Internally, Facebook has its own list of open source licenses it likes, and if developers find software they like under one of those licenses, they’re free to use it. “We try not to let it get in the way of producing high-quality software and shipping it as fast as possible,” Pearce said.
Bringing together a diverse group in TODO
As competitive as companies such as Twitter, Google and Facebook can be on the product front, they’re starting to come together on the open source front. In fact, Pearce noted, the companies involved in TODO actually share more experiences and viewpoints than they have philosophical differences. During an interview on Monday at Facebook’s @Scale conference, he said the WebScaleSQL initiative that Facebook, Google, Twitter and LinkedIn launched in March served as an inspiration that a group like TODO could actually exist and work together.
“I’ve been amazed at how common our experiences have been as a group,” he elaborated during the podcast. “… ‘Oh my goodness, did we not think to talk to each other before we went off and rebuilt all these wheels?!’ The commonality is far greater than anything that’s different.”
He added, “Walmartlabs is one of the [companies] that people are a little surprised to see, they don’t necessarily associate Walmart with fast-moving open source. But actually, if you go github.com/walmartlabs, you’re going to be extremely surprised because there are tens if not hundreds of great projects on there that they’ve been building.”
Quality over quantity, guidelines over mandates
Pearce said TODO isn’t really interested in dictating what types of open source licenses its members or others must use, or in trying to set quotas about how frequently they must open source stuff. Rather, the group will focus on things such as building tooling and developing best practices, maybe building a directory of open source projects and labeling them based on how old they are or how well they’ve been maintained.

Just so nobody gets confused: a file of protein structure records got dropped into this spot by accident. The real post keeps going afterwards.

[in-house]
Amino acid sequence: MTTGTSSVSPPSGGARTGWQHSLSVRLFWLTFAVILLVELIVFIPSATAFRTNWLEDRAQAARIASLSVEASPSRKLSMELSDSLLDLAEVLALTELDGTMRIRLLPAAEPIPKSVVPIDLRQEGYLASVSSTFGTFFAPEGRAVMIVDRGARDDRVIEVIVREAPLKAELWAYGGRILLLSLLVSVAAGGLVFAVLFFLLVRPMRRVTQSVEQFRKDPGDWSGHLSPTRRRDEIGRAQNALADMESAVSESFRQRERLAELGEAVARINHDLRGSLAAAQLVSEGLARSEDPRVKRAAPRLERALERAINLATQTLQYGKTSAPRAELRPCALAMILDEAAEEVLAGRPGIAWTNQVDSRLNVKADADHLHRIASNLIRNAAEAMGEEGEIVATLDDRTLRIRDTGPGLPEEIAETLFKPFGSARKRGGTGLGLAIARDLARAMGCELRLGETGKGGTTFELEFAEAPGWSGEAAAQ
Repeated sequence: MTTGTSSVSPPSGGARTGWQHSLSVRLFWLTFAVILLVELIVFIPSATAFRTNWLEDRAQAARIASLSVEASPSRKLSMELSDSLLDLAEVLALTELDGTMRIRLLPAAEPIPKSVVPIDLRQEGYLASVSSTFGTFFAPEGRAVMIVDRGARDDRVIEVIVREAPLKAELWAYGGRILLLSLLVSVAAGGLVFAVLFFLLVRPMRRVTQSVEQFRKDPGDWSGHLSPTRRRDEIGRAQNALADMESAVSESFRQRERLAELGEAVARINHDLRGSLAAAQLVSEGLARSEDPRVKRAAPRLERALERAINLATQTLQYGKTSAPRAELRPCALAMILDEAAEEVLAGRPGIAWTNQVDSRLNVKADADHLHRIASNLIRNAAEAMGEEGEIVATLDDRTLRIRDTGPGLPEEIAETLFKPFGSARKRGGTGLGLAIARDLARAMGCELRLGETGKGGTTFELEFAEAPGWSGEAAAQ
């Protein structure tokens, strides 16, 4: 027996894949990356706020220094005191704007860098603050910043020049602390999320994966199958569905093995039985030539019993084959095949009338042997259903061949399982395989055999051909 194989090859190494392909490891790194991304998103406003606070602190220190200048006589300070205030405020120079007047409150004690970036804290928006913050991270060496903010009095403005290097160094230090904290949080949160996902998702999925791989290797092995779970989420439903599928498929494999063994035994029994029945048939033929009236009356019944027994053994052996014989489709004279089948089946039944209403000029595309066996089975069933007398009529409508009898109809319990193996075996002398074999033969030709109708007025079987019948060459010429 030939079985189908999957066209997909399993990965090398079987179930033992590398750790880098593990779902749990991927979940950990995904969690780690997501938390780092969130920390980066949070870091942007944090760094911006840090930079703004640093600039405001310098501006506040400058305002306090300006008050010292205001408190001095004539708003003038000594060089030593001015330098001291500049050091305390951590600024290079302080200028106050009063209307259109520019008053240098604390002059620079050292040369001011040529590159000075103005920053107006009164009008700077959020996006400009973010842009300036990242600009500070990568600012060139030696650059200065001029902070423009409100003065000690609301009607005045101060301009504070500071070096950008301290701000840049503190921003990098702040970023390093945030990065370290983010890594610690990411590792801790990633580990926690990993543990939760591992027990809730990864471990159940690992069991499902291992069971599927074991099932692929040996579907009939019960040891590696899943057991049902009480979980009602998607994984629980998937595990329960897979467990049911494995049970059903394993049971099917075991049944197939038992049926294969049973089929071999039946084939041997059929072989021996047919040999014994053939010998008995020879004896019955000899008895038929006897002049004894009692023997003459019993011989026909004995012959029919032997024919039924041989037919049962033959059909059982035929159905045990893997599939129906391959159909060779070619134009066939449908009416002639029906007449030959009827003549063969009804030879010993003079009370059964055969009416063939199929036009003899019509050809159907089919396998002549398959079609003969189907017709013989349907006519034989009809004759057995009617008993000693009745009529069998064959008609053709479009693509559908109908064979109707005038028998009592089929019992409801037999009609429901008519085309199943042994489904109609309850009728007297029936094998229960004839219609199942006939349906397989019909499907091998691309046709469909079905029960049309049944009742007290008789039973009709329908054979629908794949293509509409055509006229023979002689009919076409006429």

“If I look at the Facebook portfolio, it may be that only some of our own projects meet that criteria,” he acknowledged. “We have some big flagship projects that I know we run really well, but I’m honest in admitting that there are some other small projects that, yeah, we still could do a better job on. I would rather see tens or hundreds of projects run really, really well than I would see thousands or tens of thousands of projects that have been thrown over the wall and forgotten about.”
Open source isn’t just for Silicon Valley, or even just for web companies
Although TODO began its life very focused on tech companies, specifically those in Silicon Valley, Pearce said the goal is to expand broadly to any type of company that wants to get involved. During our chat on Monday, he suggested to me that even companies like John Deere, that many people don’t associate with software design, might have something to add. Give the organization a few months, and that just might come true.
“If we can help companies that haven’t got a history of open source get more comfortable with the concept, both of using it and of releasing their own software, then that will have been very, very successful,” he said during the podcast. “… Hundreds of companies have reached out to us since Monday; it’s been very exciting. … We’ve had universities reaching out to us, we’ve had airlines manufacturers reaching out to us, we’ve had all sorts of very surprising sectors.”